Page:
Unless you have been living under rock the past 17 years, you will have no doubt heard about the ‘war on terror’ on the news. For many countries, foreign policy has been influenced by this, but the greatest fear has been ‘the enemy within’ – citizens showing sympathy for the terrorists and helping them discreetly. Various governments as a matter of course have scrutinised the ‘radicalisation’ of the young in the Muslim community and in the case of some teenage girls, stopped them from running away to terrorist cells in Afghanistan. However, what does one do when the girl in question is a non-Muslim – who is in fact Caucasian?
Inspired by a true court case in the US, Faceless – which is written by Selina Fillinger and directed by Prav Menon-Johansson – deftly tackles this conumdrum with tact. State prosecutor Scott Bader (Matt Mella) has to deal with the case of an 18-year-old American girl found guilty of corresponding with ISIS.
Scott wants to throw the full weight of the law at Susie Glenn (Fiona Gent) – the girl in question, but to assist him with this political hot potato, he calls upon Claire Fathi (Paige Round) to his legal team – who was raised in the Muslim faith, routinely wears a hijab… and Caucasian. Claire doesn’t initially want anything to do with this case as she knows her ‘unusual status’ will attract a lot of unwanted attention to her and may indirectly perpetuate Islamophobia. However, at the arraignment Susie (wearing her own hijab) tries to speak to Claire, which irks her no end. Spurred by this, Claire decides to be lead prosecuting counsel on the case of the State v Susie Glenn…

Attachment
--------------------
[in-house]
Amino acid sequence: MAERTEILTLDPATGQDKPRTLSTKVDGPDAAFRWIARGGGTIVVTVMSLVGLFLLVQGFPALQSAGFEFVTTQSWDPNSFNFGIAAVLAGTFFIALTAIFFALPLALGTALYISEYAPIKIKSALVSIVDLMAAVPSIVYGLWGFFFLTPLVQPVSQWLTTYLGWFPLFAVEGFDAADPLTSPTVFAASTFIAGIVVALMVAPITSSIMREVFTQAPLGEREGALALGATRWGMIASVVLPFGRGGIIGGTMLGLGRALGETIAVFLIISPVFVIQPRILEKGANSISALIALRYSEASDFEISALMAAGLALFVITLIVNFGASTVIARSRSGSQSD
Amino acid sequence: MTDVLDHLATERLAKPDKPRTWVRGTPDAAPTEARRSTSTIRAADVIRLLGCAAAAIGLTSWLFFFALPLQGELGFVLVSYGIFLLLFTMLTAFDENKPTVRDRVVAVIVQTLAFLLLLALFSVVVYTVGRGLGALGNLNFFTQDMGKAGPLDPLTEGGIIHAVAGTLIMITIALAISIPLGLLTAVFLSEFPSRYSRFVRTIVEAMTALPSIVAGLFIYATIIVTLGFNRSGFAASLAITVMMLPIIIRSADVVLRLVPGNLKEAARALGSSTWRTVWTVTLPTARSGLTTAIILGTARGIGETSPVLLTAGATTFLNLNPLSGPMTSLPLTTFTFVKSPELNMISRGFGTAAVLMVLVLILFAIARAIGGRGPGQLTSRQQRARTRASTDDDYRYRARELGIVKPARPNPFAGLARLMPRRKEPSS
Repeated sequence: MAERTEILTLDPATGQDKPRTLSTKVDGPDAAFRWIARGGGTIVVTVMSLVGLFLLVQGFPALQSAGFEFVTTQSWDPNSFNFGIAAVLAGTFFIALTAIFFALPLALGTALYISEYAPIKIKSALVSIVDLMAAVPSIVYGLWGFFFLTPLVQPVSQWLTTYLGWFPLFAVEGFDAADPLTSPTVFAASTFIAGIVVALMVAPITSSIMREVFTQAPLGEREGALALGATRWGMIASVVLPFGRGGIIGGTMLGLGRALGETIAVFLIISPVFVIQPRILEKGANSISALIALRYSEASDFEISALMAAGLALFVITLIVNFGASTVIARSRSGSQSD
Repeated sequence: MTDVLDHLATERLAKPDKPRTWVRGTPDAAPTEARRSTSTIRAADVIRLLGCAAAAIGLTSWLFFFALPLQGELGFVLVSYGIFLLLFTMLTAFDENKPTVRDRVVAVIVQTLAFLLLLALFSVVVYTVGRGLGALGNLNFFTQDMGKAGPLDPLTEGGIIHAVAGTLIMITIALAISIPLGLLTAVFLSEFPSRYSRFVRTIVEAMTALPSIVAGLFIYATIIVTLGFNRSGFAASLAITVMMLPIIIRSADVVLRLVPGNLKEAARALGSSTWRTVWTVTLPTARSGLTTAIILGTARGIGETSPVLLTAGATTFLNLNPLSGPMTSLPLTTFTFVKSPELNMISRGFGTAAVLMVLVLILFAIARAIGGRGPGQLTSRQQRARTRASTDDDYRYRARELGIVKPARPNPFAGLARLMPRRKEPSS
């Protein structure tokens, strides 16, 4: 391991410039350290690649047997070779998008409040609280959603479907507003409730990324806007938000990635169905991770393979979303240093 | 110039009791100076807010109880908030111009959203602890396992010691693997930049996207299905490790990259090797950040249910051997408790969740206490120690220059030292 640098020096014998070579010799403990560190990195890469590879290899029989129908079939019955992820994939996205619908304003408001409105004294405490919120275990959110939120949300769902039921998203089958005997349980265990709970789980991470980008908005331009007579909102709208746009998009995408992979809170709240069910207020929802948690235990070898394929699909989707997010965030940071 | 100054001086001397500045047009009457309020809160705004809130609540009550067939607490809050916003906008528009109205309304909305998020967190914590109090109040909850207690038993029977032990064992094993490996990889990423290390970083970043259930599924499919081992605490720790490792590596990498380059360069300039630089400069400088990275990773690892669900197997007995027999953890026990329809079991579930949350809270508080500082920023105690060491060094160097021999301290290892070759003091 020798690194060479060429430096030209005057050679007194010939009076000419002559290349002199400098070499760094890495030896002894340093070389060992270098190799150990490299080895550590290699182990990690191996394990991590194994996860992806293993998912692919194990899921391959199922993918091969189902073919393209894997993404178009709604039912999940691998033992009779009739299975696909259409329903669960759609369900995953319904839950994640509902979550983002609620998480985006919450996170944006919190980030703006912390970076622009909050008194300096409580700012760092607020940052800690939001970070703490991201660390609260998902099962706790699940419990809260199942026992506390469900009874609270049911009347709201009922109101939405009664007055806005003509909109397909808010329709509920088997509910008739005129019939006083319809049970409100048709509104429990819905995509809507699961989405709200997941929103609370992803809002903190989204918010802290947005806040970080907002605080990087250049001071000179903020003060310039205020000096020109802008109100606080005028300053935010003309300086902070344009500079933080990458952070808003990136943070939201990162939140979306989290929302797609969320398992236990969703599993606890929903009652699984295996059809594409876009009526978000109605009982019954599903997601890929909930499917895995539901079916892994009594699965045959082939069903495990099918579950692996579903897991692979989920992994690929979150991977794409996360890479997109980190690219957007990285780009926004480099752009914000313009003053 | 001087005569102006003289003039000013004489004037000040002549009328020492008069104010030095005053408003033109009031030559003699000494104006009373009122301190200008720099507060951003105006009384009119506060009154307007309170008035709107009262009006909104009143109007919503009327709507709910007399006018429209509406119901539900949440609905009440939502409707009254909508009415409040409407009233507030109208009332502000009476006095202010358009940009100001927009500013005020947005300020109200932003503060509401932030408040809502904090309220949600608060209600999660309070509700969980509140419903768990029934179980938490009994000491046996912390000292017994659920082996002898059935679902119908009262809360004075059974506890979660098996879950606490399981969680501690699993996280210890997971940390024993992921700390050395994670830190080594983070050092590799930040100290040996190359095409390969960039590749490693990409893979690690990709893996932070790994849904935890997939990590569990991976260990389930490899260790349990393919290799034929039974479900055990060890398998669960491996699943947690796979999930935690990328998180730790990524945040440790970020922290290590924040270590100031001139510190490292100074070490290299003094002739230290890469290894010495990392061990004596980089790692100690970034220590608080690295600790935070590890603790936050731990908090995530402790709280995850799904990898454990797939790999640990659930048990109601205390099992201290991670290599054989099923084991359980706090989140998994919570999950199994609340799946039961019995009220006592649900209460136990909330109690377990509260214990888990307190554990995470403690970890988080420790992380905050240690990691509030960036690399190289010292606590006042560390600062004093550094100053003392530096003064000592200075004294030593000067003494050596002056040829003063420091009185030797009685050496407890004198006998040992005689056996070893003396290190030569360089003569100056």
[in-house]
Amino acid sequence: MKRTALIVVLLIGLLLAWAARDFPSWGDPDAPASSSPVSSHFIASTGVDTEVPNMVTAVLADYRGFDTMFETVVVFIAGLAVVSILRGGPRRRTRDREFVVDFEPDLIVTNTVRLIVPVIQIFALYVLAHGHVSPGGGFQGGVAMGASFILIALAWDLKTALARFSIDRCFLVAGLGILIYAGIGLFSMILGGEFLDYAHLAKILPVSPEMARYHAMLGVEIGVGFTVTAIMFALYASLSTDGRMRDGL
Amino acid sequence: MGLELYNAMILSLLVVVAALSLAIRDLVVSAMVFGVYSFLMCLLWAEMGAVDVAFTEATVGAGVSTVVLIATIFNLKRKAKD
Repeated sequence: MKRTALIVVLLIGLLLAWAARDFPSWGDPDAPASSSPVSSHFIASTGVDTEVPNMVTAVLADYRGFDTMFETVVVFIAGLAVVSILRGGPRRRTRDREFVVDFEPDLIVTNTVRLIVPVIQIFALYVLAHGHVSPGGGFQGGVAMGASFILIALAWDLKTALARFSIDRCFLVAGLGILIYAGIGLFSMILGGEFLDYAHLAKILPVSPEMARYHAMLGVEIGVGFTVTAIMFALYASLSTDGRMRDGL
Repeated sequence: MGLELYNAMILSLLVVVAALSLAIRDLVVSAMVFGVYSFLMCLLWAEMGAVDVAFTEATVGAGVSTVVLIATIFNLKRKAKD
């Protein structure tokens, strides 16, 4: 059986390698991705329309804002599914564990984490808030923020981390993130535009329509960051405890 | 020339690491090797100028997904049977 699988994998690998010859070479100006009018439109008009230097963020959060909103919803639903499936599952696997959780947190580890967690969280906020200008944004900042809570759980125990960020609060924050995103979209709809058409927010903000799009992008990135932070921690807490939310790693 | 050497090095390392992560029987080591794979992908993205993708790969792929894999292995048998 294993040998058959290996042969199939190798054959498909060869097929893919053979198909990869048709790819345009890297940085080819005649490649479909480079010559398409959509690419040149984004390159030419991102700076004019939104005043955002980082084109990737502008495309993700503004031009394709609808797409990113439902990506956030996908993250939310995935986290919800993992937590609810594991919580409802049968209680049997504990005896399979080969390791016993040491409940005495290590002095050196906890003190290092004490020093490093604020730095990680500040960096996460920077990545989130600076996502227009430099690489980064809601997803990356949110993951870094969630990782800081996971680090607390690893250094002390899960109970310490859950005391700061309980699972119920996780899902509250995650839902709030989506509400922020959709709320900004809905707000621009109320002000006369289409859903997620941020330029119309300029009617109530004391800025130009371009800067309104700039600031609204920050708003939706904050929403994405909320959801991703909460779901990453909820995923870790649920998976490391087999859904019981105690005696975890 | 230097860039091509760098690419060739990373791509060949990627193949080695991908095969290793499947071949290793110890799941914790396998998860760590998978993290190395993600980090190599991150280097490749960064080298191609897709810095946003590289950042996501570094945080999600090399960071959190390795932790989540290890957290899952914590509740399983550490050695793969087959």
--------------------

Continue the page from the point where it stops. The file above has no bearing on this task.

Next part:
In all the best courtroom dramas, motive spurs the action and the purpose of the narrative is to ascertain guilt. In the case of this play, Susie’s correspondence by social media is incontrovertible. Whether she REALLY knew what she doing is more of a grey area.
As someone whose mother wasn’t religious and whose father works as a paramedic, Susie doesn’t fit the profile of someone warped by dogma or isn’t empathetic. However, we see that her stubborness, in some regards, is her own worst enemy, as her ‘principles’ stop her from having visits from her father Alan (Fearon McElroy) or being represented to his fullest ability by her lawyer Mark Arenberg (Sam Thorpe-Spinks). Representation of the social media correspondence is shown, but as for why she persisted… that’s discussed throughout.
In terms of the characters that are most compelling to watch, that honour belongs to Claire and Scott. They both have very different reasons for persuing this case, but if this play shows anything, it’s that there’s no homogeneity when it comes to people of ‘faith’. Equally important, the reasons for actions almost always have a emotional core. One just needs to do a little digging…
© Michael Davis 2018
Faceless runs at Park Theatre until 12th May.